PFSense 23.05.1 and pfBlocker

Netgate 2100 running PFsense 23.05.1, and trying to get pfBlockerNG 3.2.0._5

What ever I do I can not get pfBlocker to work, only one lan connection.

Followed this old steps - PfSense Web Filter With pfBlockerNG - Filter Ads and Malicious Websites | Open School Solutions

Can someone point me in any direction to get it to work.

I have a video here on that topic

Hey Tom,

With this stuff I’m mostly concerned about out bound filtering and am wondering if this is worth much? My WAN side is pretty much locked down already, but bad stuff happening on my LAN reaching out to a bad server is where the real action is (AFAIK). If I add this stuff to my LAN rules I can log/block known bad stuff, but that still leaves a lot of exposure for the unknown stuff. The trade-off you mention in your video about false positives becomes a crucial point of determining effectiveness.

And at this point I step back and ask myself what am I protecting? My LAN or my potentially infected PC? The PC is a whole other conversation. For my LAN, I feel like I can rely on my inter-LAN FW rules to mitigate horizontal movement (bummer for those on the subnet). Locking down inbound-LAN stuff is straight forward, and internal services can be further protected by isolating them. After that if the bad guys use me for my bandwidth I should see that in traffic spikes. So I get some indication of something bad happening on my LAN in that regard. For anything else I have to use the various tools for PC protection to solve that other problem.

Does all that spaghetti logic make sense to you? Am I thinking about this stuff correctly?

You can set the rules on pfblockerng for inbound and outbound on the on malicious IP addresses from the priority feeds. Unless I am misunderstanding what you are after.

The lists used by pfblocker are not for unknown bad sites, they made from knowns bad sites. There is always a chance something can get through and the best mitigation for that is to have a plan.

The heart of this question may be, is it a chance or a relative certainty that something gets out (or is not caught)? The ephemeral nature of IPs among other things makes me think these block lists (and the admin selecting these lists) needs to error on the side of caution. Which makes me think this isn’t terribly effective. Tom, feel free to correct me if I’m wrong. But I bet 95% of this battle is fought on the PC side. Edge “content” filtering just isn’t that useful.

I like to block hard no’s on my gateway only, those being tor and public DNS IPs only. The public DNS are for bad actors inside my network using public DOH servers, which bypass my DNS filtering. For others using normal DNS there is a simple redirect rule for them. For those smarter than that I don’t have a good way to filter this on the gateway.

DNS filtering is better than nothing but things still get through.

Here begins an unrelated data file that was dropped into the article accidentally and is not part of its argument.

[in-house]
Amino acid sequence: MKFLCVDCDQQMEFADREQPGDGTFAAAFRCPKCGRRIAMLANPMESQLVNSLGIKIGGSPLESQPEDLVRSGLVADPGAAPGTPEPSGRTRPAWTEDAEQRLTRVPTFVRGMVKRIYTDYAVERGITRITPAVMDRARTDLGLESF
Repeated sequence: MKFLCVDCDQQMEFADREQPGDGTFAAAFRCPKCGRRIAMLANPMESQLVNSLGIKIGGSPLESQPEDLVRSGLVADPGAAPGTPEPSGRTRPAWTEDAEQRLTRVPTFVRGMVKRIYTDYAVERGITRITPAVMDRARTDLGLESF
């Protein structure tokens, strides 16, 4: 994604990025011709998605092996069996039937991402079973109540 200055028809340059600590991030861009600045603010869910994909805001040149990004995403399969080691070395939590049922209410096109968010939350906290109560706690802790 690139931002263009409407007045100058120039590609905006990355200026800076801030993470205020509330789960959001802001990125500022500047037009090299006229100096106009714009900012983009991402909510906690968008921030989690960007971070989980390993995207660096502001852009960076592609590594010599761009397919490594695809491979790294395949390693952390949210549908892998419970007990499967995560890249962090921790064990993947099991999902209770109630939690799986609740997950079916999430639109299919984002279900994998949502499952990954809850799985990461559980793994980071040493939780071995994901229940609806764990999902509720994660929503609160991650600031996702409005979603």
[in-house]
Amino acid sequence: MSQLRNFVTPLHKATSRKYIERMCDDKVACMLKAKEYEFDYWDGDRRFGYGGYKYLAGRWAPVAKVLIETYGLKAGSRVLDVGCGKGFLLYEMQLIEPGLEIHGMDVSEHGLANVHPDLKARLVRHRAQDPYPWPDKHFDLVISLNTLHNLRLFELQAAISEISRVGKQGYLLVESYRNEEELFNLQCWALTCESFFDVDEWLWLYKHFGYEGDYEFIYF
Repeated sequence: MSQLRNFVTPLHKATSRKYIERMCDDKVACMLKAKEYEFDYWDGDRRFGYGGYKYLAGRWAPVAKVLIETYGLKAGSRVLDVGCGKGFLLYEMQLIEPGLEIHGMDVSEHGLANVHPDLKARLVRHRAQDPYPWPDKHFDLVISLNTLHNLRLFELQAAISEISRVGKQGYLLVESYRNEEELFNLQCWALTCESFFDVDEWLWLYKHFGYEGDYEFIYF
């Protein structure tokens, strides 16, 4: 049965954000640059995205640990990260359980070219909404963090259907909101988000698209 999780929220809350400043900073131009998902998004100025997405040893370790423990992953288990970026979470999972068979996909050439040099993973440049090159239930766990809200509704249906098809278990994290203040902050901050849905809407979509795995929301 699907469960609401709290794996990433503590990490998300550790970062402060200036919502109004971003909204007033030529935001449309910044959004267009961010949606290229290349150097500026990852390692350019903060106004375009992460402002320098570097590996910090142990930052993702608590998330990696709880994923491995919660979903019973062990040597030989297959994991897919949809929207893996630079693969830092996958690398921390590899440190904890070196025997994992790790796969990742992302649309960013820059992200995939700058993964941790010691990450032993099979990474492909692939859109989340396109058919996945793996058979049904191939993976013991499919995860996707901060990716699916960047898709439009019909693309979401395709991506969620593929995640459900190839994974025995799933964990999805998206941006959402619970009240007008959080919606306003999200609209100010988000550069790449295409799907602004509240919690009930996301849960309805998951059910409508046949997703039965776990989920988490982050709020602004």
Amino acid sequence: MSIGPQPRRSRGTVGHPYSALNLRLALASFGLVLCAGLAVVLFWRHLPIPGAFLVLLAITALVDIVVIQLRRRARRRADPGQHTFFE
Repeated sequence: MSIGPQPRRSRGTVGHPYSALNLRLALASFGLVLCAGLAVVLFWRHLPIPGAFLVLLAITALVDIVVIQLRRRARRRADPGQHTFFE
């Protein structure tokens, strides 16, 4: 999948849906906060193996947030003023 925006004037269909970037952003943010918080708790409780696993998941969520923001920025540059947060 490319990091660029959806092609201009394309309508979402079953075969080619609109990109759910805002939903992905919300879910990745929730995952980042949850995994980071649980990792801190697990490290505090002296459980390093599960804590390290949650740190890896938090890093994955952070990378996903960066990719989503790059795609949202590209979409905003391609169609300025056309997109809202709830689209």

What do you think about this idea?

For those cases where some bad actor/script is not using one of those IP lists and not using public DOH or regular DNS, we need a way to identify them. They are the last group of bad guys I can’t account for at my gateway (AFAIK). I have thought about writing a script that would scan my DNS & outbound WAN logs to create two tables of internal IP addresses. If an internal IP address hasn’t communicated with my DNS server in say 5 minutes but has been active on my WAN list then that internal IP is added to a log/block list. The theory being this is likely VPN traffic or something using a private DOH server. I think 5 minutes would be enough to remove most false positives but that could be changed.

I’ve had this idea for a while but just never have time to act on it.

What do you think?

Network traffic analysis is and will always be a cat and mouse game. It all depends on how much time you want to sink in it. Me personally, I setup all the feeds in pfblockerng that make sense in my home/home lab for DNS/IP. I don’t mess around with IPS/IDS and setup certificates or setup a proxy, but that would be the way to go to inspect your traffic for threats inbound and outbound and block them.

I don’t like IDS either. DNS filtering is the best bang for the buck with content filtering that I can see.

My only goal with this idea is to force my LAN users to use my DNS. In both of our setups we have a pretty big hole in that regard. If we could completely lock down traffic not using our DNS I think we could close the door on a lot of traffic we both currently miss. Of course, there will always be the brand new stuff that our DNS filter doesn’t see, but that is the never ending cat & mouse game we all play (unless you run a DNS “access list”, which I have done in the past).

Pfblockerng has a DOH list you can block. Also you can setup a firewall rule to only allow dns queries to your DNS server. Something like this.

Deny—source(LAN NET)—source port(*)—destination(!LAN Address)—destination port(53)

What this rule is saying is deny all DNS traffic that is NOT the lan address.

Yep, that is all well and good, but I am talking about the “other” traffic. That closes one door but leaves two or three doors wide open.

Note: I suggest redirecting udp traffic instead of blocking it. I don’t like the tech help calls.